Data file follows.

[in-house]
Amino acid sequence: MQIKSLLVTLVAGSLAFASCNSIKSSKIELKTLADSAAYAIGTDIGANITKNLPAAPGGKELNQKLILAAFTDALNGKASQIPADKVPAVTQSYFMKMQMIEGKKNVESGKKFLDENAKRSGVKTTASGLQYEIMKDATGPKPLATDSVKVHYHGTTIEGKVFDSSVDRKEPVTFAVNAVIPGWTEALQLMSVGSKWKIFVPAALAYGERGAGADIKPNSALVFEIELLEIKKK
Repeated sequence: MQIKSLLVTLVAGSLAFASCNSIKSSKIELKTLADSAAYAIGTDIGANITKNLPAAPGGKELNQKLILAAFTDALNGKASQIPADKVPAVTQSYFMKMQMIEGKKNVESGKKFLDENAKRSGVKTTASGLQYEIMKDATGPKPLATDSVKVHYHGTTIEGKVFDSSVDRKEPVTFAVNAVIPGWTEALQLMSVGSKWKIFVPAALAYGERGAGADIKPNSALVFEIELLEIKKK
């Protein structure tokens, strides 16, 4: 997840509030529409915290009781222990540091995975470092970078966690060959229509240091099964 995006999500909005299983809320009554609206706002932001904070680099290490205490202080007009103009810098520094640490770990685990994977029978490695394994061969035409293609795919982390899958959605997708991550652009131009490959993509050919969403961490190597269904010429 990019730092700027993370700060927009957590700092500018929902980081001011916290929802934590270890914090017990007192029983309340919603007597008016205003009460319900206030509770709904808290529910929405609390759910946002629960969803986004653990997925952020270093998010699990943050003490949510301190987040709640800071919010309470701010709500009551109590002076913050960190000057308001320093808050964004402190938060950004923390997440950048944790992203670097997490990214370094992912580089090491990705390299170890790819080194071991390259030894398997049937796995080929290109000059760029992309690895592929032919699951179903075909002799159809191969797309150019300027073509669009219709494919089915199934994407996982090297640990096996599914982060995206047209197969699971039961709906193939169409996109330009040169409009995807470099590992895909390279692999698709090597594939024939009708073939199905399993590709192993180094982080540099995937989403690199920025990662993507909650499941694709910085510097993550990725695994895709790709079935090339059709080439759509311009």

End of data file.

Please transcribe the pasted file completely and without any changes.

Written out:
[in-house]
Amino acid sequence: MQIKSLLVTLVAGSLAFASCNSIKSSKIELKTLADSAAYAIGTDIGANITKNLPAAPGGKELNQKLILAAFTDALNGKASQIPADKVPAVTQSYFMKMQMIEGKKNVESGKKFLDENAKRSGVKTTASGLQYEIMKDATGPKPLATDSVKVHYHGTTIEGKVFDSSVDRKEPVTFAVNAVIPGWTEALQLMSVGSKWKIFVPAALAYGERGAGADIKPNSALVFEIELLEIKKK
Repeated sequence: MQIKSLLVTLVAGSLAFASCNSIKSSKIELKTLADSAAYAIGTDIGANITKNLPAAPGGKELNQKLILAAFTDALNGKASQIPADKVPAVTQSYFMKMQMIEGKKNVESGKKFLDENAKRSGVKTTASGLQYEIMKDATGPKPLATDSVKVHYHGTTIEGKVFDSSVDRKEPVTFAVNAVIPGWTEALQLMSVGSKWKIFVPAALAYGERGAGADIKPNSALVFEIELLEIKKK
């Protein structure tokens, strides 16, 4: 997840509030529409915290009781222990540091995975470092970078966690060959229509240091099964 995006999500909005299983809320009554609206706002932001904070680099290490205490202080007009103009810098520094640490770990685990994977029978490695394994061969035409293609795919982390899958959605997708991550652009131009490959993509050919969403961490190597269904010429 990019730092700027993370700060927009957590700092500018929902980081001011916290929802934590270890914090017990007192029983309340919603007597008016205003009460319900206030509770709904808290529910929405609390759910946002629960969803986004653990997925952020270093998010699990943050003490949510301190987040709640800071919010309470701010709500009551109590002076913050960190000057308001320093808050964004402190938060950004923390997440950048944790992203670097997490990214370094992912580089090491990705390299170890790819080194071991390259030894398997049937796995080929290109000059760029992309690895592929032919699951179903075909002799159809191969797309150019300027073509669009219709494919089915199934994407996982090297640990096996599914982060995206047209197969699971039961709906193939169409996109330009040169409009995807470099590992895909390279692999698709090597594939024939009708073939199905399993590709192993180094982080540099995937989403690199920025990662993507909650499941694709910085510097993550990725695994895709790709079935090339059709080439759509311009």